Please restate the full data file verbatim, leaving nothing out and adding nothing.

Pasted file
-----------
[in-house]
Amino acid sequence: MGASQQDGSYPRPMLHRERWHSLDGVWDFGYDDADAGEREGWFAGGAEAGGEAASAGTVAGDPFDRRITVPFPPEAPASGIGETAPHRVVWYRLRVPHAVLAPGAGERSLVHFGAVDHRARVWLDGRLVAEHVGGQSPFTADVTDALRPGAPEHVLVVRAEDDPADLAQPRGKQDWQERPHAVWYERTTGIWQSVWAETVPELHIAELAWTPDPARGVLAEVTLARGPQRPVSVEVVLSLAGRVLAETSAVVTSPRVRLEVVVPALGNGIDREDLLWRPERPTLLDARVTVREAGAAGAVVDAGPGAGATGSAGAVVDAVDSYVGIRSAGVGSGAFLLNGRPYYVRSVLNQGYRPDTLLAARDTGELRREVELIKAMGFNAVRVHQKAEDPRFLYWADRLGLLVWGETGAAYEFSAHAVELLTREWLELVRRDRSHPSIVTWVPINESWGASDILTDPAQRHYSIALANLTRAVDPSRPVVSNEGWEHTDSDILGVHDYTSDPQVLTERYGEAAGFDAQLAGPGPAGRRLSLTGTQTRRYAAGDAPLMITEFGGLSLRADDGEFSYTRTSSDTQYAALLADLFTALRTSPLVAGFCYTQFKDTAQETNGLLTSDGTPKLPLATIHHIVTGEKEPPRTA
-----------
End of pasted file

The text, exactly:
[in-house]
Amino acid sequence: MGASQQDGSYPRPMLHRERWHSLDGVWDFGYDDADAGEREGWFAGGAEAGGEAASAGTVAGDPFDRRITVPFPPEAPASGIGETAPHRVVWYRLRVPHAVLAPGAGERSLVHFGAVDHRARVWLDGRLVAEHVGGQSPFTADVTDALRPGAPEHVLVVRAEDDPADLAQPRGKQDWQERPHAVWYERTTGIWQSVWAETVPELHIAELAWTPDPARGVLAEVTLARGPQRPVSVEVVLSLAGRVLAETSAVVTSPRVRLEVVVPALGNGIDREDLLWRPERPTLLDARVTVREAGAAGAVVDAGPGAGATGSAGAVVDAVDSYVGIRSAGVGSGAFLLNGRPYYVRSVLNQGYRPDTLLAARDTGELRREVELIKAMGFNAVRVHQKAEDPRFLYWADRLGLLVWGETGAAYEFSAHAVELLTREWLELVRRDRSHPSIVTWVPINESWGASDILTDPAQRHYSIALANLTRAVDPSRPVVSNEGWEHTDSDILGVHDYTSDPQVLTERYGEAAGFDAQLAGPGPAGRRLSLTGTQTRRYAAGDAPLMITEFGGLSLRADDGEFSYTRTSSDTQYAALLADLFTALRTSPLVAGFCYTQFKDTAQETNGLLTSDGTPKLPLATIHHIVTGEKEPPRTA